I finished college in 2012. But even though it’s been almost a decade, I can still remember my time in the classroom, and I can still remember learning and discussing topics. And I will also admit, without a shadow of a doubt, that I talked too much in class. I had a lot of opinions, and I asked a lot of questions. Sure, I’d always done the readings, and the assignments, and I was a good student, but as I was blabbering on, putting my hand on the wheel of the conversation (like many men do in their 20s), I never took a moment to ask myself, “who isn’t speaking?”
And well… according to a recent study out of Dartmouth College, the answer to that question is women. I have to assume that we are all familiar with the term Mansplaining, and it sounds like college age men are living up to the cliché.
The study was performed by Janice McCabe, an associate professor of sociology at Dartmouth College, and Jennifer J. Lee, a 2017 Dartmouth graduate. Lee has now gone on to be a Ph.D. student at Indiana University. Lee sat in on 95 hours of classes in a range of subjects: the humanities, social sciences, and natural sciences. The classes ranged in size, the smallest having 10 students, and the largest having 45. Five of the nine classes were instructed by women, and the rest were instructed by men. She observed the students and instructors’ body language, and how often each student spoke.
In all nine courses, men spoke far more than women: 1.6 times more, to be exact. But wait — there’s more. Not only did men speak more, they also were more likely to speak without raising their hand. Men spoke with more assertive language, while women were more likely to use passive language. And not surprisingly, men were also more likely to interrupt their fellow classmates while they were speaking.
The particularly unsettling fact about these findings is that according to the U.S. department of education, in 2017, 56% of college students were women — meaning that even with men in the minority, they are still finding a way to talk over women.
I probably pulled a lot of these moves in my own college days. I don’t think I was trying to be an overly talkative jackwagon of a male student, but clearly I wasn’t paying enough attention to the classroom etiquette I learned in, well… grade school. Of course, I can’t go back and fix the past. But what I can do is have some heartfelt conversations with my son about how he presents himself in a classroom, and help him to realize that his voice, and his opinion isn’t the only one that matters, and that listening to others speak is a pretty important part of learning. And of course, I will tell my daughters that their voices have value, and that they deserve to be heard, regardless of what the men in the room have to say.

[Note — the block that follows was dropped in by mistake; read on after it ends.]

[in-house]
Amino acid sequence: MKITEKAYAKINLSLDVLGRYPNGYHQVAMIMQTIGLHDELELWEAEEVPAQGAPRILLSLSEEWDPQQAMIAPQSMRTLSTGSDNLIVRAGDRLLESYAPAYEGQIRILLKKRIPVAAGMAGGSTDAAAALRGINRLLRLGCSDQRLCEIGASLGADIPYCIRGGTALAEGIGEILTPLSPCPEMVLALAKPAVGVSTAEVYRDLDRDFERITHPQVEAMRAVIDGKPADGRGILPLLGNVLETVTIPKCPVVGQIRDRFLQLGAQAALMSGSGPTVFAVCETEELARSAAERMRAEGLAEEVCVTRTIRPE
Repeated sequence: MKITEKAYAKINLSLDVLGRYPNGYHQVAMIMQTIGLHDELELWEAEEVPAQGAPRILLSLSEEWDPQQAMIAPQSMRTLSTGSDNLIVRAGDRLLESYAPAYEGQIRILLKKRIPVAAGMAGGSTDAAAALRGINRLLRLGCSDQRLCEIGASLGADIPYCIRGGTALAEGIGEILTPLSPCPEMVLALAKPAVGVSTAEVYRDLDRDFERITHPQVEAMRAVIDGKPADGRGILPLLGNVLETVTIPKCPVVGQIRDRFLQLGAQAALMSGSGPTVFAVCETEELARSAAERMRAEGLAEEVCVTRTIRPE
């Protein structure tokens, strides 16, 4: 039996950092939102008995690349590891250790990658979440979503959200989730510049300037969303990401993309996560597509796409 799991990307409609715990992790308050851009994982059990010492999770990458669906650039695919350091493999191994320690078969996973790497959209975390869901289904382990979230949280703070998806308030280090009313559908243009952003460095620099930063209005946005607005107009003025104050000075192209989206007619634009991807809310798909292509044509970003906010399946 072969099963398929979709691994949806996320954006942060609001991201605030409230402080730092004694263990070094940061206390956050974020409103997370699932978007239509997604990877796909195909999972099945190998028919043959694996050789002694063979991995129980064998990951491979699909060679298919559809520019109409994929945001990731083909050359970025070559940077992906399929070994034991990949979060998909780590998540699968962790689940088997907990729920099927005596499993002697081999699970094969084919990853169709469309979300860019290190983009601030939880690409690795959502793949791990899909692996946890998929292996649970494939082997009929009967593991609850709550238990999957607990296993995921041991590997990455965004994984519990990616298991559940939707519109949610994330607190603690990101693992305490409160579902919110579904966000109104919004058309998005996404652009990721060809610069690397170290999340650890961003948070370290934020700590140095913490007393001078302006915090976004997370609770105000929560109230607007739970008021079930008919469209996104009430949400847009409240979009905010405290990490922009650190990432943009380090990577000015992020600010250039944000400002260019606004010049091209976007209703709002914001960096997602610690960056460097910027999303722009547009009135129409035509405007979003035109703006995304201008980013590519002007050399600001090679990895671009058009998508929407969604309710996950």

All of this makes me think back to the vice presidential debate, when Kamala Harris kept saying “I’m speaking” to Mike Pence. I have to assume that a lot of this classroom over talk crap from men would get shut down real fast by channeling a little Kamala Harris.
However, outside of what we can do as parents, the authors of this study found that one of the best tools to make sure that all voices are being heard in the classroom are the discussion rules instated by the teachers. Science Daily summed it up this way, “When professors took proactive measures to engage all students, such as by having clear parameters for participation or by deliberately calling on female students who had not had a chance to speak, this created an environment for a more equitable discussion.”
Furthermore, one of the best things that teachers can do is discuss the conversation bias openly. Here’s a quote from Dr. McCabe: “Our results demonstrate that women’s voices still may not be heard, and that gender hierarchies continue to persist. Once students and professors are cognizant of these gender dynamics in the classroom, it is easier to change them.”
If there is a main takeaway from the study it’s that yes, men talk too much in college classrooms. But it also seems very clear that this issue can be resolved with good old fashioned education. When instructors sit down with the class and establish ground rules to make sure that everyone in the room gets an equal share of talk time, and then hold the class to those rules, women and men are allowed to engage in the conversation equally. And everyone in the classroom has an equal right to participate — so guys, zip it.